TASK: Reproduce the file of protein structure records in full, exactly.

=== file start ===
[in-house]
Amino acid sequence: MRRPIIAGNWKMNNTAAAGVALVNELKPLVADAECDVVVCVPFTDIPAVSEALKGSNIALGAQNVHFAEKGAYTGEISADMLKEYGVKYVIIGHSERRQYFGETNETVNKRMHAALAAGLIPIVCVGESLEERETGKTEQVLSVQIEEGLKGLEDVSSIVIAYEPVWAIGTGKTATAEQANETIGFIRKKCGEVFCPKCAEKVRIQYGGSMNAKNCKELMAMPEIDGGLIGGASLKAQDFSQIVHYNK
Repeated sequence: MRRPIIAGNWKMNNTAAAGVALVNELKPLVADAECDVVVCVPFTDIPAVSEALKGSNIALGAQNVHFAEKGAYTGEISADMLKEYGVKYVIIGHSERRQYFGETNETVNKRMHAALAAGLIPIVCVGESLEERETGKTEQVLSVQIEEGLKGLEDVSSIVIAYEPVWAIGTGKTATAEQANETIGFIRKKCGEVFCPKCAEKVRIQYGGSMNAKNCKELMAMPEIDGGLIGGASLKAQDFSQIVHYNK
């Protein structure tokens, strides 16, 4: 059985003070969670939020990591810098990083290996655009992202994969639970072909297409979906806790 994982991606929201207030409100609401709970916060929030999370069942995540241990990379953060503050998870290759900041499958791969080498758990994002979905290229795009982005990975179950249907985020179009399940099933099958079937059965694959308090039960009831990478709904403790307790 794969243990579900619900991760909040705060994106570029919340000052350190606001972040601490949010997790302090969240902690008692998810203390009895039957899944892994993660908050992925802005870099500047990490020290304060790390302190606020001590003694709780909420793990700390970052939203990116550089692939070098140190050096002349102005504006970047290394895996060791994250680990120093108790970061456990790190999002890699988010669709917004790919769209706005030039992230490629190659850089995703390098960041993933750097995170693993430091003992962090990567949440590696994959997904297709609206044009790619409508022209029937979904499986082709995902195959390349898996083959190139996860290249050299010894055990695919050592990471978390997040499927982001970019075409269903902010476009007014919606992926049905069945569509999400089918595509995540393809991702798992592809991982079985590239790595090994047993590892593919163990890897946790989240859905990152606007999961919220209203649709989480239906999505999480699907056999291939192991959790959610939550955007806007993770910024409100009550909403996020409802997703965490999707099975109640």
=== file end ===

[in-house]
Amino acid sequence: MRRPIIAGNWKMNNTAAAGVALVNELKPLVADAECDVVVCVPFTDIPAVSEALKGSNIALGAQNVHFAEKGAYTGEISADMLKEYGVKYVIIGHSERRQYFGETNETVNKRMHAALAAGLIPIVCVGESLEERETGKTEQVLSVQIEEGLKGLEDVSSIVIAYEPVWAIGTGKTATAEQANETIGFIRKKCGEVFCPKCAEKVRIQYGGSMNAKNCKELMAMPEIDGGLIGGASLKAQDFSQIVHYNK
Repeated sequence: MRRPIIAGNWKMNNTAAAGVALVNELKPLVADAECDVVVCVPFTDIPAVSEALKGSNIALGAQNVHFAEKGAYTGEISADMLKEYGVKYVIIGHSERRQYFGETNETVNKRMHAALAAGLIPIVCVGESLEERETGKTEQVLSVQIEEGLKGLEDVSSIVIAYEPVWAIGTGKTATAEQANETIGFIRKKCGEVFCPKCAEKVRIQYGGSMNAKNCKELMAMPEIDGGLIGGASLKAQDFSQIVHYNK
């Protein structure tokens, strides 16, 4: 059985003070969670939020990591810098990083290996655009992202994969639970072909297409979906806790 994982991606929201207030409100609401709970916060929030999370069942995540241990990379953060503050998870290759900041499958791969080498758990994002979905290229795009982005990975179950249907985020179009399940099933099958079937059965694959308090039960009831990478709904403790307790 794969243990579900619900991760909040705060994106570029919340000052350190606001972040601490949010997790302090969240902690008692998810203390009895039957899944892994993660908050992925802005870099500047990490020290304060790390302190606020001590003694709780909420793990700390970052939203990116550089692939070098140190050096002349102005504006970047290394895996060791994250680990120093108790970061456990790190999002890699988010669709917004790919769209706005030039992230490629190659850089995703390098960041993933750097995170693993430091003992962090990567949440590696994959997904297709609206044009790619409508022209029937979904499986082709995902195959390349898996083959190139996860290249050299010894055990695919050592990471978390997040499927982001970019075409269903902010476009007014919606992926049905069945569509999400089918595509995540393809991702798992592809991982079985590239790595090994047993590892593919163990890897946790989240859905990152606007999961919220209203649709989480239906999505999480699907056999291939192991959790959610939550955007806007993770910024409100009550909403996020409802997703965490999707099975109640």